Love in an Orchard

Jennifer Cromwell

The scene: young lovers escape the heat of the early afternoon soon for the shade of an orchard. Concealed among the shadows, sheltered under the trees, they lose themselves in each other. Nobody is present to witness their tryst, except for the trees.
From the New Kingdom (ca. 1,539–1,075 BCE) survives a small group of love songs (or poems). One of these poems stands out because it is not written from the perspective of one lover to another, but from that of the trees under whose branches they meet. The trees’ songs reveal a glimpse of the secret lives of young Egyptians, the excitement of love kept hidden from those around them. It is written on a papyrus originally from Deir el-Medina, the village of the workmen who built the royal tombs in the Valley of the Kings, which today is in the Museo Egizio (Egyptian Museum) in Turin. While such poems give a suggestion of sensuous intimacy, they probably weren’t to be recited in private to a lover but sung, perhaps at a festival or celebration.

P.Turin 1966. Originally from Deir el-Medina, today in the Museo Egizio, Turin.

Three trees sing their song to the girl. The first tree’s name is lost, but it may be a pomegranate or a persea, for it describes its seeds like her teeth and its fruit like her breasts. The second tree is a sycamore fig, and the third a little sycamore, and all three have their own personality and attitudes towards the young couple.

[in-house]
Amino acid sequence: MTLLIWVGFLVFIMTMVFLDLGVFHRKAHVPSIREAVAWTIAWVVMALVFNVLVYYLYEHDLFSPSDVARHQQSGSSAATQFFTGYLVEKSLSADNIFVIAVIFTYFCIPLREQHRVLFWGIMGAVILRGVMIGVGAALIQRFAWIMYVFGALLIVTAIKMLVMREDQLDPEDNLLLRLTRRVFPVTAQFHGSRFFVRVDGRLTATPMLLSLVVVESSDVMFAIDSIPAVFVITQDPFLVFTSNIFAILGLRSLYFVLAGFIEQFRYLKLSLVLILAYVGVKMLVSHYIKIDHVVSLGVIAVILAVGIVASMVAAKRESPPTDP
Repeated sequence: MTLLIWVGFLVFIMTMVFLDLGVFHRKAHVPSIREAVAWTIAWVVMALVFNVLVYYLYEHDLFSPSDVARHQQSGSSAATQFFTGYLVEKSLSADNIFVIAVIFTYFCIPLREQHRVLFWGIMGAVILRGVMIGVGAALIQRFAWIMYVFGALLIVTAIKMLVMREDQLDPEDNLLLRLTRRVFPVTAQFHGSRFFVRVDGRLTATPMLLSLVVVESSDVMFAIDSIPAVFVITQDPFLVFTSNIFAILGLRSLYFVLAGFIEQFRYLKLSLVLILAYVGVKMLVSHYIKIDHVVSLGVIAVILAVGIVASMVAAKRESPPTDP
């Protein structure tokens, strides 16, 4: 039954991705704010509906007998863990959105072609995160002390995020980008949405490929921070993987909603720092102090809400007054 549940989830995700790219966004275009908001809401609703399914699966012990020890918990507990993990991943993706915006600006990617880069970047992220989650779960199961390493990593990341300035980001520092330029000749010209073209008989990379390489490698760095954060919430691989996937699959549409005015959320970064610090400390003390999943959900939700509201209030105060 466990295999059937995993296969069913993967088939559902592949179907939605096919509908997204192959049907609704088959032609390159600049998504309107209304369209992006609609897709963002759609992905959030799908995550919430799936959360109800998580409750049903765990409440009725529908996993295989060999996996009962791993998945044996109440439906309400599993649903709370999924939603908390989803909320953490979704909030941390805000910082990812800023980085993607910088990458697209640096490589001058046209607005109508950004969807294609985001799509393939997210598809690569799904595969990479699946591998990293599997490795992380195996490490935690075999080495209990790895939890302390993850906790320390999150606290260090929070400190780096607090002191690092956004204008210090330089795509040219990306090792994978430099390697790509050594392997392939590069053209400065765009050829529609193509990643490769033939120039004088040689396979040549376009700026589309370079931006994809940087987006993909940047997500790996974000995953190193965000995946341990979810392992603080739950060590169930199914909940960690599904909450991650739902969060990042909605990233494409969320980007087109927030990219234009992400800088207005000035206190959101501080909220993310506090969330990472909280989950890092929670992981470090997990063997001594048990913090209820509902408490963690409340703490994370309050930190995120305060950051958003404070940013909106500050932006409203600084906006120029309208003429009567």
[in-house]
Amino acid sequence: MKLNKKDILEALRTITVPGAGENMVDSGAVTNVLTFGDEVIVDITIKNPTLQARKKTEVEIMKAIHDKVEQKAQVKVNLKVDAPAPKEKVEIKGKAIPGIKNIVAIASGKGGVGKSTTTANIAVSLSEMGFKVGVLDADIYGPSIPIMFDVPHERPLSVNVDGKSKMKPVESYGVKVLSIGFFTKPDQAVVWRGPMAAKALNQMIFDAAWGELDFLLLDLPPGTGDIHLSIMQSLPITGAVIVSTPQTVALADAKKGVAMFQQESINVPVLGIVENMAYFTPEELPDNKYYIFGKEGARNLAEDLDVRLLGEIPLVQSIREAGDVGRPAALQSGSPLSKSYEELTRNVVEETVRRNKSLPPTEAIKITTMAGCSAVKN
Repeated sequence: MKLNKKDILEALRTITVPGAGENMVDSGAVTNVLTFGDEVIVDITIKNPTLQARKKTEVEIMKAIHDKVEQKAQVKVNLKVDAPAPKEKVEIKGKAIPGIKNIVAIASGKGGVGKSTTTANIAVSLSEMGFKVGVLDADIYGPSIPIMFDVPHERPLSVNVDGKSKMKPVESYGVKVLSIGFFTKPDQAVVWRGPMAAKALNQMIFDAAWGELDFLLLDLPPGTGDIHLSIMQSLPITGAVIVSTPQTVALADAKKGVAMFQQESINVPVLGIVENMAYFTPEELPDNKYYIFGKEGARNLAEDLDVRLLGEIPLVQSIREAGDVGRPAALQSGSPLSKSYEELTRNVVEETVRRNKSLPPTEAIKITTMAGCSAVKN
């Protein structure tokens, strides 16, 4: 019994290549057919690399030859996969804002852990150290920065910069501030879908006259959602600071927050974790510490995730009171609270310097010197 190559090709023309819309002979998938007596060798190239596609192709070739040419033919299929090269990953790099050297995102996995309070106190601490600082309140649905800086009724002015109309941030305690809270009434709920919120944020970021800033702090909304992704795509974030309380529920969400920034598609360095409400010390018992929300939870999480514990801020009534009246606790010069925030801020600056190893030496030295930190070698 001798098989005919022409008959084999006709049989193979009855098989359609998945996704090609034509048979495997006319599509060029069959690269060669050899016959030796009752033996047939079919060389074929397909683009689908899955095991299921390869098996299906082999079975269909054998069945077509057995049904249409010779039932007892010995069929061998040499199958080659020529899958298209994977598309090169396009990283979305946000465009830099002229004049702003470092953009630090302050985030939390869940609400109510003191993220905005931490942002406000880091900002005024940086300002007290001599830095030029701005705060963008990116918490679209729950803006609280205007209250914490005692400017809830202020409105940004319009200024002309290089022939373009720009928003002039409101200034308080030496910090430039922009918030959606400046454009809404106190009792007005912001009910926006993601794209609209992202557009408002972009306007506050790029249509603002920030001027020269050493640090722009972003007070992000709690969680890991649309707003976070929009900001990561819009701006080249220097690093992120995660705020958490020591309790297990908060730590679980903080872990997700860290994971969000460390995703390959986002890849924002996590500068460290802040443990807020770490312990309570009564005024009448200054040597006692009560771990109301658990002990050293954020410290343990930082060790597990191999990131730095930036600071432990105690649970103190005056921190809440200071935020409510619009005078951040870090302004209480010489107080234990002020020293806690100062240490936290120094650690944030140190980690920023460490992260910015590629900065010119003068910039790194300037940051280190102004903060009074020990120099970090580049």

All that is done by the beloved and her lover [I see],
When they are drunk on wine and pomegranate liquor,
And anointed with oil of moringa and balsam […].
[Every last tree] except me vanishes from the field,
But I pass the (full) twelve months in the orchard.
When I begin to lose my bloom,
Last year’s is (still) within me.
I am the first of my companions,
But I am regarded only as second.
If they do it again, I shall not be silent about them!

P.Turin 1966; trans. Vincent Tobin

The first tree is indignant. Even though he – among all the trees in the orchard – is in bloom all year round (and so the first among his companions), he is ignored, “regarded only as second”. If the couple continue to ignore him, he threatens to reveal their secret and prevent their happiness. The second tree also bemoans his neglect by the lovers. Brought to Egypt from afar, and planted in this foreign land for the girl, the sycamore fig serves her, but she has forsaken him.


Though you have no servants,
Yet I am your servant [brought from afar]
As a captive for my beloved.
She caused me to be planted in her orchard,
But she gave me no [water when I needed] to drink,
Nor was my body filled with water from the waterskins.
They find me for pleasure,
[…] because of not drinking.
As my ka endures, my beloved,
Get yourself into my presence!

P.Turin 1966; trans. Vincent Tobin